1. Hartwig, Jochen, 2015. "Structural change, aggregate demand and employment dynamics in the OECD, 1970–2010," Structural Change and Economic Dynamics, Elsevier, vol. 34(C), pages 36-45.
    2. Stefano Breschi & Francesco Lissoni & Gianluca Tarasconi, 2014. "Inventor Data for Research on Migration and Innovation: A Survey and a Pilot," WIPO Economic Research Working Papers 17, World Intellectual Property Organization - Economics and Statistics Division.
    3. Nathan, Max, 2013. "The Wider Economic Impacts of High-Skilled Migrants: A Survey of the Literature," IZA Discussion Papers 7653, Institute for the Study of Labor (IZA).
    4. Paula Stephan & Chiara Franzoni & Giuseppe Scellato, 2013. "Choice of Country by the Foreign Born for PhD and Postdoctoral Study: A Sixteen-Country Perspective," NBER Working Papers 18809, National Bureau of Economic Research, Inc.
    5. Andreas Blom & George Lan & Mariam Adil, 2016. "Sub-Saharan African Science, Technology, Engineering, and Mathematics Research," World Bank Publications, The World Bank, number 23142, April.
    6. repec:spr:scient:v:104:y:2015:i:3:d:10.1007_s11192-015-1625-3 is not listed on IDEAS
    7. Thomas Bolli & Jörg Schläpfer, 2015. "Job mobility, peer effects, and research productivity in economics," Scientometrics, Springer;Akadémiai Kiadó, vol. 104(3), pages 629-650, September.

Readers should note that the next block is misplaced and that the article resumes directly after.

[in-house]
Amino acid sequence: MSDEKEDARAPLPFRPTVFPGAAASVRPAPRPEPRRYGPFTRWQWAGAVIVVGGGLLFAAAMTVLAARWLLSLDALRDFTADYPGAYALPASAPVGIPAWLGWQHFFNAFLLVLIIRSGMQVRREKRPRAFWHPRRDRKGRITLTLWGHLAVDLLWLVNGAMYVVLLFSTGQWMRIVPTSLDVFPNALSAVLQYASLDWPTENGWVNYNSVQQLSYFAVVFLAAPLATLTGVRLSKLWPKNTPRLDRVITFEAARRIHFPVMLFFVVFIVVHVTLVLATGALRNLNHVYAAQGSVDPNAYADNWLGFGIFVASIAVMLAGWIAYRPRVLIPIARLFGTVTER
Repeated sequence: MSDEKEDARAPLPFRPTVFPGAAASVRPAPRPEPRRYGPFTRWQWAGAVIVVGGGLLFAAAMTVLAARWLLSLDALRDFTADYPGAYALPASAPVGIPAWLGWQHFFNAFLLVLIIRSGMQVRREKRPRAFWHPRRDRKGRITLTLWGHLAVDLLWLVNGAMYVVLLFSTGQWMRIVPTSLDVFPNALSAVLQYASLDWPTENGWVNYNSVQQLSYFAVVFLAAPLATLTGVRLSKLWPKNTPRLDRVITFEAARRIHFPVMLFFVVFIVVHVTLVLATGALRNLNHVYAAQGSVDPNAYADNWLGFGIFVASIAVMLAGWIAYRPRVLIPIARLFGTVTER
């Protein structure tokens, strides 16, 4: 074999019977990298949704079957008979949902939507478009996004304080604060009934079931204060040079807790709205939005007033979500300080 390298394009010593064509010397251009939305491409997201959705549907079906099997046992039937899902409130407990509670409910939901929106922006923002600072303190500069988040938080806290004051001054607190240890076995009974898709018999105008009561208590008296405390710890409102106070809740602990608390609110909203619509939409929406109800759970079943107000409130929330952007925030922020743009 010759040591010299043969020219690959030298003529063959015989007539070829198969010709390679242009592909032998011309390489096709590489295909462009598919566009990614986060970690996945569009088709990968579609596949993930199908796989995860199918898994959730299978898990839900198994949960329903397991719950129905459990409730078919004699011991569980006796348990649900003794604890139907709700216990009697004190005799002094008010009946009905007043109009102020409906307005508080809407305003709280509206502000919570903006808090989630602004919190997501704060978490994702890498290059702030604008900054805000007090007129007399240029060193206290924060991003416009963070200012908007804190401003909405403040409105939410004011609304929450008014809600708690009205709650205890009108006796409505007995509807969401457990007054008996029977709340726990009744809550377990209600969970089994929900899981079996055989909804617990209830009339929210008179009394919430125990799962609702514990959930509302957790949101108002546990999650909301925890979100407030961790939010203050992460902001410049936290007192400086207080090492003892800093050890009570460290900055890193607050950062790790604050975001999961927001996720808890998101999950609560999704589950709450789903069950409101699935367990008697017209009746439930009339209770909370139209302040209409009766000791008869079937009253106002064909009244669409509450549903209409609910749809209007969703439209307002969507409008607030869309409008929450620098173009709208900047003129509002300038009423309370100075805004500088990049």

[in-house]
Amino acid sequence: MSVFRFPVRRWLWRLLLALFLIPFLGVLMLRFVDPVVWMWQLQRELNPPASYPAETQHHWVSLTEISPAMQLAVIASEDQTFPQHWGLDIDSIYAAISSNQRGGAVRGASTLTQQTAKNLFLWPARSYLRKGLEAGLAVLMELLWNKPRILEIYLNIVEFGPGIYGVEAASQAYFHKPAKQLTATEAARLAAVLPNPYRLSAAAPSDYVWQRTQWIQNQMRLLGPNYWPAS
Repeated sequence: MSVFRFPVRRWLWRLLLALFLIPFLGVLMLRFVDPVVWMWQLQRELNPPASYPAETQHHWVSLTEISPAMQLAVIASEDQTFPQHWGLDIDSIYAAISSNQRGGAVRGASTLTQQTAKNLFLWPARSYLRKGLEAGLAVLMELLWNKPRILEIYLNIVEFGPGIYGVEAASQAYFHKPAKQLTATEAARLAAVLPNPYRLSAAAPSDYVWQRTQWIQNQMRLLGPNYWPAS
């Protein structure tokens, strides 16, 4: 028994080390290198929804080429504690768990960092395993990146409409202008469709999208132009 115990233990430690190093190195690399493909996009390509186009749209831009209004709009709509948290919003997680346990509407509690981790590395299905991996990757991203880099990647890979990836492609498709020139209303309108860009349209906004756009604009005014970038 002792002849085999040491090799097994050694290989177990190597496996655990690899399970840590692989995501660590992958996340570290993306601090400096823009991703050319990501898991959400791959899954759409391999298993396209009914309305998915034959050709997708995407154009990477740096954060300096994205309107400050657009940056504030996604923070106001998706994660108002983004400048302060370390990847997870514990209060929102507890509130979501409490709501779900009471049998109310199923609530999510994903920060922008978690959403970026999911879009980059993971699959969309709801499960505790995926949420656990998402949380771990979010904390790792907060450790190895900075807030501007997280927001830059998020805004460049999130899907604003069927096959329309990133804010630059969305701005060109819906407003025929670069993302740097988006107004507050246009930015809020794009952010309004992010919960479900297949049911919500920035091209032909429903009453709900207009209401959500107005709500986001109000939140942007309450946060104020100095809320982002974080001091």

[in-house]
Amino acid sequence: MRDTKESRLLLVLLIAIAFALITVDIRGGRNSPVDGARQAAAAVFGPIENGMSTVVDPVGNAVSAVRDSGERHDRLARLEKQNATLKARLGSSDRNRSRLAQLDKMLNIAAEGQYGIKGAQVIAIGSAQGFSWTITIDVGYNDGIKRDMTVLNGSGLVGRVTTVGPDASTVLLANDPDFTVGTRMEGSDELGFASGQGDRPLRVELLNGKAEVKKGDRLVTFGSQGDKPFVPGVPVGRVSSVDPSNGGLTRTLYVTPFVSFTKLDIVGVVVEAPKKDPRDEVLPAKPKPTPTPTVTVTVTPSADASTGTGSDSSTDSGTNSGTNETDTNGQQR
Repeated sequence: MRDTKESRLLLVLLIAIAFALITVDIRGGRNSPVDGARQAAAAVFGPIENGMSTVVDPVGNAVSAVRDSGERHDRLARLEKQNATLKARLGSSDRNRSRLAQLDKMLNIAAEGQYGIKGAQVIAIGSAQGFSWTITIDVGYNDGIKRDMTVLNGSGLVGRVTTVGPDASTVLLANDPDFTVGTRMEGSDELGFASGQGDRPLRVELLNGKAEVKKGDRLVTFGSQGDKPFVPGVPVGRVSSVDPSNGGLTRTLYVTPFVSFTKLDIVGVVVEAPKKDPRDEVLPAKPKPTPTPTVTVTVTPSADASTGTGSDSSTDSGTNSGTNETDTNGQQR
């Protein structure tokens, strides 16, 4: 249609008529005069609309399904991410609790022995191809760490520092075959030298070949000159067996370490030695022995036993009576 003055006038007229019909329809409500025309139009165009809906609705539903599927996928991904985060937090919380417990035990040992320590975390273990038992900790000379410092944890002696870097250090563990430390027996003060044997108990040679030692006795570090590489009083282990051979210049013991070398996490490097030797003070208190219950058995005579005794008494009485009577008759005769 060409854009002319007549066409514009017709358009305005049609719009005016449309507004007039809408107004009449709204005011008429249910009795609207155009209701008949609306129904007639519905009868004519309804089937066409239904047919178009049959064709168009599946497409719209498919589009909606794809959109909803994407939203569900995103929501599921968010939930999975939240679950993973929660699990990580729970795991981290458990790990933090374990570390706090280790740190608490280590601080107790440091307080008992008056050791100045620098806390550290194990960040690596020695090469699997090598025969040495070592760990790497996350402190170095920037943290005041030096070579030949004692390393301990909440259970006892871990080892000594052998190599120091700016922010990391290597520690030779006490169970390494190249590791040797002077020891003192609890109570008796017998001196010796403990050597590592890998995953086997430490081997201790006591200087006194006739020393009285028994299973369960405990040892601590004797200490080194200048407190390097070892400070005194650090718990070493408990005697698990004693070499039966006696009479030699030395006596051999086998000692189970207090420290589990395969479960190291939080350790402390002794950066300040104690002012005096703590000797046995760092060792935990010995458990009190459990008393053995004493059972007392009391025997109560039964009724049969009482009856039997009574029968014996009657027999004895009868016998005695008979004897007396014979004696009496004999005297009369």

8. Max Nathan, 2014. "The wider economic impacts of high-skilled migrants: a survey of the literature for receiving countries," IZA Journal of Migration, Springer;Forschungsinstitut zur Zukunft der Arbeit GmbH (IZA), vol. 3(1), pages 1-20, December.
    9. Chiara Franzoni & Giuseppe Scellato & Paula Stephan, 2012. "The Mover's Advantage: Scientific Performance of Mobile Academics," NBER Working Papers 18577, National Bureau of Economic Research, Inc.
    10. Paula Stephan & Giuseppe Scellato & Chiara Franzoni, 2015. "International Competition for PhDs and Postdoctoral Scholars: What Does (and Does Not) Matter," Innovation Policy and the Economy, University of Chicago Press, vol. 15(1), pages 73-113.
    11. Bäker, Agnes, 2015. "Non-tenured post-doctoral researchers’ job mobility and research output: An analysis of the role of research discipline, department size, and coauthors," Research Policy, Elsevier, vol. 44(3), pages 634-650.
    12. Ernest MIGUELEZ, 2014. "Inventor diasporas and the internationalization of technology," Cahiers du GREThA 2014-12, Groupe de Recherche en Economie Théorique et Appliquée.
    13. repec:spr:scient:v:111:y:2017:i:3:d:10.1007_s11192-017-2313-2 is not listed on IDEAS

    More about this item

    JEL classification:

    • F22 - International Economics - - International Factor Movements and International Business - - - International Migration
    • J24 - Labor and Demographic Economics - - Demand and Supply of Labor - - - Human Capital; Skills; Occupational Choice; Labor Productivity
    • J61 - Labor and Demographic Economics - - Mobility, Unemployment, Vacancies, and Immigrant Workers - - - Geographic Labor Mobility; Immigrant Workers
    • O30 - Economic Development, Innovation, Technological Change, and Growth - - Innovation; Research and Development; Technological Change; Intellectual Property Rights - - - General